Horst Pause <horst.puddleduck@...>
 

I applied Coppercoat 2 seasons ago and sailed in Greek waters. Each season the boat was stationery in a marina for more than 2 months (July and August). In Thessaloniki, after a full 3 months, minor algal growth happened, easily scraped off. In Rethimno, 2 months, no growth. During both seasons there happened not a single barnacle. This November, when the boat was lifted out in Koilada, after a pressure wash everything was first class. I am happy with the result.

I cannot understand Amel in this respect. Coppercoat is an epoxy (with loads of copper powder), this should enhance any osmosis protection. I have seen 3 boats (not Amel quality), one after 5 years (needed small areas redoing) one with 8 (no growth), one with 9 (although perfect, they applied 2 more layers as they had the materials ready).

Horst - Puddleduck
Maramu No.168, 1985

P.S. I live in the Isle of Man





________________________________
From: Martin <yachtcaduceus@yahoo.co.uk>
To: amelyachtowners@yahoogroups.com
Sent: Sun, 22 November, 2009 16:07:49
Subject: [Amel] Coppercoat anti-fouling


When our Amel 54 was being built the yard declined to consider applying Coppercoat saying that it would invalidate their anti-osmosis guarantee.

Coppercoat appealed then as it does now, the thought of an antifouling that will last 10 years in most conditions has great appeal.

Our boat is currently in Ipswich amongst a glittering array of new Oyster yachts, and standing up to scrutiny particularly well. In discussion with the yard manager it came out that over 50% of new Oysters are being treated with Coppercoat, including the latest yacht built for the recently retired Chairman. On the basis that what is good for the Oyster should be good for the Amel does anyone out there have experience with Coppercoat and Amel yachts?

Regards,

Martin Bevan
Caduceus - Amel 54 No 56 2007


Re: [Amel] Re: SHOWER HOSE

Horst Pause <horst.puddleduck@...>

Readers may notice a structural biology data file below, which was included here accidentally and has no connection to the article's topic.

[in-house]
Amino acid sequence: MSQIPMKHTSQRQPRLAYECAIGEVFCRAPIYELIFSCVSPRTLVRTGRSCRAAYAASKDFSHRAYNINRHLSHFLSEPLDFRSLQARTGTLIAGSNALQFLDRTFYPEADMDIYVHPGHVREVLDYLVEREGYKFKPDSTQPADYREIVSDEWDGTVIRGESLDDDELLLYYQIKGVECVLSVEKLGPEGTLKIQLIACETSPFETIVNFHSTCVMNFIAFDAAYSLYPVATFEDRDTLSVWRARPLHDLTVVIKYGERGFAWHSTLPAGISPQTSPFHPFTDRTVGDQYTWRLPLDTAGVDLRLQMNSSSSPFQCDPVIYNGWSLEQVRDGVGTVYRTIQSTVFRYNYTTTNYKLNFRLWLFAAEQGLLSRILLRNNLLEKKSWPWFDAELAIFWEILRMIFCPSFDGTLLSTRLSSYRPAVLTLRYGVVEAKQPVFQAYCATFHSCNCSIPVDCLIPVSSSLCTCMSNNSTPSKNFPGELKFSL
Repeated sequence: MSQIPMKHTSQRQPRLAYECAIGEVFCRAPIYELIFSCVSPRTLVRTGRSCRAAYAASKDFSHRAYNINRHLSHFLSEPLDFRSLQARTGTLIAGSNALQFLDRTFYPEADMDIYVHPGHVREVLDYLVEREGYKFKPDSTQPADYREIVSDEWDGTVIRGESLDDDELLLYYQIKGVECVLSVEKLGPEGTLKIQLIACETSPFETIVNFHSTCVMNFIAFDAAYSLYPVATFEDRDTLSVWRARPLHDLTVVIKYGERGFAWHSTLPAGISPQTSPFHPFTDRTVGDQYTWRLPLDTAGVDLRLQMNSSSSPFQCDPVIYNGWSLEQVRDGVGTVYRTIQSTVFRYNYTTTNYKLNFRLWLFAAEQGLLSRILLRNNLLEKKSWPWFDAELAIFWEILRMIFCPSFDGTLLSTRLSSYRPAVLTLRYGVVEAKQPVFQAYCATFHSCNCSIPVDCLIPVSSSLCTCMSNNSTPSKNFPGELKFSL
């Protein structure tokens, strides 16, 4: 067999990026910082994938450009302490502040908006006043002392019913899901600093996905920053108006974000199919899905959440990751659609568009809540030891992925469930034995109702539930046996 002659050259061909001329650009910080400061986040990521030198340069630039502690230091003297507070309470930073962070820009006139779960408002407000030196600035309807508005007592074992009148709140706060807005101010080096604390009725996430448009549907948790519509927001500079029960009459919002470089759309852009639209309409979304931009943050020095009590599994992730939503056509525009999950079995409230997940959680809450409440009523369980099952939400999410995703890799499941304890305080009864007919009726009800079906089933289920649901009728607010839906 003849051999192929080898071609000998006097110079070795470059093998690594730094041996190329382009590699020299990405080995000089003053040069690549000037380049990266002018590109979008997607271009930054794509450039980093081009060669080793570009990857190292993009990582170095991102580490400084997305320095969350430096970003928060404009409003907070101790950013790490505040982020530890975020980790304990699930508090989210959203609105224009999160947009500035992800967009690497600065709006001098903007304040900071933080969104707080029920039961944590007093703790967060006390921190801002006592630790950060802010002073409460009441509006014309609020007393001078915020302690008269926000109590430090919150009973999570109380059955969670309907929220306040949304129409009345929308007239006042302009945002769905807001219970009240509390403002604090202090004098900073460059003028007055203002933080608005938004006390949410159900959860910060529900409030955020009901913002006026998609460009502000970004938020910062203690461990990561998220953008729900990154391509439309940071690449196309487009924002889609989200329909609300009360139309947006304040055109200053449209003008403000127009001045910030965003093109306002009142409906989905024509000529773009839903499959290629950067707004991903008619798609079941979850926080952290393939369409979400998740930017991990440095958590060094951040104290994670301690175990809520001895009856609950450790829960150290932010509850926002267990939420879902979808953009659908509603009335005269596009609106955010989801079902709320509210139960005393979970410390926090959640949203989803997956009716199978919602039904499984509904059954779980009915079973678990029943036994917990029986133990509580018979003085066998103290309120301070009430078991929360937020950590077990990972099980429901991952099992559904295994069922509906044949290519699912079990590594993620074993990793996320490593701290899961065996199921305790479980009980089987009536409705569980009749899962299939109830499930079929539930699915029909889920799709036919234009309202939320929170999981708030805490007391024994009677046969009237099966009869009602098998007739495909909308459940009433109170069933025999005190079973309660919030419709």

Thanks for that Mike, very much appreciated. Unfortunately I am in Europe and have no direct access to Home Depot; their internet access does not give connector sizes. Also, Amel being European, I would suspect that the hose connectors would be metric.

Horst




________________________________
From: mwestley47 <mwestley47@yahoo.com>
To: amelyachtowners@yahoogroups.com
Sent: Sun, 22 November, 2009 5:39:47
Subject: [Amel] Re: SHOWER HOSE


Simple fix are RV shower hoses. Take your hoses to Home Depot and you'll find an option.

Mike Westley
SV Resolute

--- In amelyachtowners@ yahoogroups. com, Horst Pause <horst.puddleduck@ ...> wrote:

The shower hose in one of my bathrooms is broken.

Has anybody renewed theirs? or knows of a source for it?

Thanks,

Horst - Puddleduck

Maramu No.168, 1985







Downwind sailing with a 54

Martin <yachtcaduceus@...>
 

I would be interested to receive feedback from other 54 owners in particular, and other Amel owners in general, as to your experience with trade wind, downwind, sailing and what other sail plan options that you may have tried.

Unlike earlier Amel yachts the 54 does not have the Amel twin headsail option, relying on the genoa, a single bearing out pole and a light weight (15kts max) genaker.

We are usually sailing with only the two of us aboard and our options are limited in respect of spinakers and the like, given the problems and risks involved in handling in rising winds.

Regards,
Martin Bevan
Caduceus - Amel 54 No 56 2007


Shore power supplies - 220v and 110v

Martin <yachtcaduceus@...>